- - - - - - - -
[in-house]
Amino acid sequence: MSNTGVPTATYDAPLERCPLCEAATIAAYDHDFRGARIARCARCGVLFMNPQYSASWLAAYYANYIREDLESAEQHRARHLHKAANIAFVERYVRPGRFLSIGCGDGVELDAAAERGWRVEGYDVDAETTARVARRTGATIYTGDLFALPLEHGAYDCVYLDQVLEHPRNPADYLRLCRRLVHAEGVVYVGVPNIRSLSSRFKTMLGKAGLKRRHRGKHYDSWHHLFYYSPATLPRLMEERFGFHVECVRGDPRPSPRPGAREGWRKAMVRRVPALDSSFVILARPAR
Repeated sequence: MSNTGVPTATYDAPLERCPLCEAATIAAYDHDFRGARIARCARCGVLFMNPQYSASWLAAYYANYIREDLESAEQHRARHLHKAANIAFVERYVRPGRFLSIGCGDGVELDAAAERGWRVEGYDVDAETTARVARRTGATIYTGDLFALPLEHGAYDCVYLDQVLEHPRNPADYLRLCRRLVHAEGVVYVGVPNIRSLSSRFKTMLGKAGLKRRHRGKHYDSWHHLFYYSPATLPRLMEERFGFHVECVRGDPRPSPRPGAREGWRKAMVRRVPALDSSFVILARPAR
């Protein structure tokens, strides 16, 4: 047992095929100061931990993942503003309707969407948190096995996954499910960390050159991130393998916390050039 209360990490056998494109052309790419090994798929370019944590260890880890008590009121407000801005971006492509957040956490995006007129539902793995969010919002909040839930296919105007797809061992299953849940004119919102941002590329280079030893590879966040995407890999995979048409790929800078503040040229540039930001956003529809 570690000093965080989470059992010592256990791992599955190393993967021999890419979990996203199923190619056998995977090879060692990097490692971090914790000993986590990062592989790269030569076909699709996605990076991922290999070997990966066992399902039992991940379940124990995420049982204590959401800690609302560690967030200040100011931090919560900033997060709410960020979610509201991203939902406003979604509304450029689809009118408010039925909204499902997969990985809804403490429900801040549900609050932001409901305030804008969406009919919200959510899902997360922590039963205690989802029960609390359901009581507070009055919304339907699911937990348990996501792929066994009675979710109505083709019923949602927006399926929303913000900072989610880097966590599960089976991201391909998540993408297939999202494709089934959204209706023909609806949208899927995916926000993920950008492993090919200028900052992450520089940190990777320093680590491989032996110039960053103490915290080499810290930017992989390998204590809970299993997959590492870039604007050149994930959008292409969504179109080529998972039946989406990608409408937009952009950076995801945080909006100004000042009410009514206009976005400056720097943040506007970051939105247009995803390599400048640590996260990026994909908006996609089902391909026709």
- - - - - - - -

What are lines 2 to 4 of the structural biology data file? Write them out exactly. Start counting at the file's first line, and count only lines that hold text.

Amino acid sequence: MSNTGVPTATYDAPLERCPLCEAATIAAYDHDFRGARIARCARCGVLFMNPQYSASWLAAYYANYIREDLESAEQHRARHLHKAANIAFVERYVRPGRFLSIGCGDGVELDAAAERGWRVEGYDVDAETTARVARRTGATIYTGDLFALPLEHGAYDCVYLDQVLEHPRNPADYLRLCRRLVHAEGVVYVGVPNIRSLSSRFKTMLGKAGLKRRHRGKHYDSWHHLFYYSPATLPRLMEERFGFHVECVRGDPRPSPRPGAREGWRKAMVRRVPALDSSFVILARPAR
Repeated sequence: MSNTGVPTATYDAPLERCPLCEAATIAAYDHDFRGARIARCARCGVLFMNPQYSASWLAAYYANYIREDLESAEQHRARHLHKAANIAFVERYVRPGRFLSIGCGDGVELDAAAERGWRVEGYDVDAETTARVARRTGATIYTGDLFALPLEHGAYDCVYLDQVLEHPRNPADYLRLCRRLVHAEGVVYVGVPNIRSLSSRFKTMLGKAGLKRRHRGKHYDSWHHLFYYSPATLPRLMEERFGFHVECVRGDPRPSPRPGAREGWRKAMVRRVPALDSSFVILARPAR
């Protein structure tokens, strides 16, 4: 047992095929100061931990993942503003309707969407948190096995996954499910960390050159991130393998916390050039 209360990490056998494109052309790419090994798929370019944590260890880890008590009121407000801005971006492509957040956490995006007129539902793995969010919002909040839930296919105007797809061992299953849940004119919102941002590329280079030893590879966040995407890999995979048409790929800078503040040229540039930001956003529809 570690000093965080989470059992010592256990791992599955190393993967021999890419979990996203199923190619056998995977090879060692990097490692971090914790000993986590990062592989790269030569076909699709996605990076991922290999070997990966066992399902039992991940379940124990995420049982204590959401800690609302560690967030200040100011931090919560900033997060709410960020979610509201991203939902406003979604509304450029689809009118408010039925909204499902997969990985809804403490429900801040549900609050932001409901305030804008969406009919919200959510899902997360922590039963205690989802029960609390359901009581507070009055919304339907699911937990348990996501792929066994009675979710109505083709019923949602927006399926929303913000900072989610880097966590599960089976991201391909998540993408297939999202494709089934959204209706023909609806949208899927995916926000993920950008492993090919200028900052992450520089940190990777320093680590491989032996110039960053103490915290080499810290930017992989390998204590809970299993997959590492870039604007050149994930959008292409969504179109080529998972039946989406990608409408937009952009950076995801945080909006100004000042009410009514206009976005400056720097943040506007970051939105247009995803390599400048640590996260990026994909908006996609089902391909026709």